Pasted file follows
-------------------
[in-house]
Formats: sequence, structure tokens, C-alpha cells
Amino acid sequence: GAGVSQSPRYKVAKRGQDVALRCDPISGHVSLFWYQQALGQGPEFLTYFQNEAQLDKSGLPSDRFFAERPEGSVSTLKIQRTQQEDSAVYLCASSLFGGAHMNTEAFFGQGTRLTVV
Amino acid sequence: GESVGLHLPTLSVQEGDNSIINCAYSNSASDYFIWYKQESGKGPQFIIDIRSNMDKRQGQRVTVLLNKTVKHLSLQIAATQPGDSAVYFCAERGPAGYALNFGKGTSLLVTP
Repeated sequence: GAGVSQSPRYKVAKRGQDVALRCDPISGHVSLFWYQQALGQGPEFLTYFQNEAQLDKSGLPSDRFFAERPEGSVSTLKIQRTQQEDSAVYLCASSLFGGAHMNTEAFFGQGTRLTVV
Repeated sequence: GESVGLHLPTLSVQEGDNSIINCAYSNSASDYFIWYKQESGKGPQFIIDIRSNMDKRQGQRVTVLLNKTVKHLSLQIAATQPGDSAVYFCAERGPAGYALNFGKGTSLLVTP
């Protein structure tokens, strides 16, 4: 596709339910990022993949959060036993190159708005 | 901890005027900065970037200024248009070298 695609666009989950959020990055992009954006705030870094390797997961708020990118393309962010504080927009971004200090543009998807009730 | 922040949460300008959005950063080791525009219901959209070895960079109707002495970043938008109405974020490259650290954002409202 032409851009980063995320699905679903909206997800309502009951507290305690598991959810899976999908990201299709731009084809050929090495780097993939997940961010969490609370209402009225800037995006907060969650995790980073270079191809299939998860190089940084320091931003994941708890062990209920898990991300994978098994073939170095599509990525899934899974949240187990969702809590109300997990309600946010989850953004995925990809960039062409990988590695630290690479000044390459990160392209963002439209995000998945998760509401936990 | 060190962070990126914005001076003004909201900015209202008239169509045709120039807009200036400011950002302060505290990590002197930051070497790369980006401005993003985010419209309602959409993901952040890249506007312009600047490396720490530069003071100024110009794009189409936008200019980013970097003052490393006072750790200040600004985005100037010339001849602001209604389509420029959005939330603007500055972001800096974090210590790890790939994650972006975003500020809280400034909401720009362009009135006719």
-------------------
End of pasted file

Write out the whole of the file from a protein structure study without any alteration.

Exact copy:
[in-house]
Formats: sequence, structure tokens, C-alpha cells
Amino acid sequence: GAGVSQSPRYKVAKRGQDVALRCDPISGHVSLFWYQQALGQGPEFLTYFQNEAQLDKSGLPSDRFFAERPEGSVSTLKIQRTQQEDSAVYLCASSLFGGAHMNTEAFFGQGTRLTVV
Amino acid sequence: GESVGLHLPTLSVQEGDNSIINCAYSNSASDYFIWYKQESGKGPQFIIDIRSNMDKRQGQRVTVLLNKTVKHLSLQIAATQPGDSAVYFCAERGPAGYALNFGKGTSLLVTP
Repeated sequence: GAGVSQSPRYKVAKRGQDVALRCDPISGHVSLFWYQQALGQGPEFLTYFQNEAQLDKSGLPSDRFFAERPEGSVSTLKIQRTQQEDSAVYLCASSLFGGAHMNTEAFFGQGTRLTVV
Repeated sequence: GESVGLHLPTLSVQEGDNSIINCAYSNSASDYFIWYKQESGKGPQFIIDIRSNMDKRQGQRVTVLLNKTVKHLSLQIAATQPGDSAVYFCAERGPAGYALNFGKGTSLLVTP
């Protein structure tokens, strides 16, 4: 596709339910990022993949959060036993190159708005 | 901890005027900065970037200024248009070298 695609666009989950959020990055992009954006705030870094390797997961708020990118393309962010504080927009971004200090543009998807009730 | 922040949460300008959005950063080791525009219901959209070895960079109707002495970043938008109405974020490259650290954002409202 032409851009980063995320699905679903909206997800309502009951507290305690598991959810899976999908990201299709731009084809050929090495780097993939997940961010969490609370209402009225800037995006907060969650995790980073270079191809299939998860190089940084320091931003994941708890062990209920898990991300994978098994073939170095599509990525899934899974949240187990969702809590109300997990309600946010989850953004995925990809960039062409990988590695630290690479000044390459990160392209963002439209995000998945998760509401936990 | 060190962070990126914005001076003004909201900015209202008239169509045709120039807009200036400011950002302060505290990590002197930051070497790369980006401005993003985010419209309602959409993901952040890249506007312009600047490396720490530069003071100024110009794009189409936008200019980013970097003052490393006072750790200040600004985005100037010339001849602001209604389509420029959005939330603007500055972001800096974090210590790890790939994650972006975003500020809280400034909401720009362009009135006719």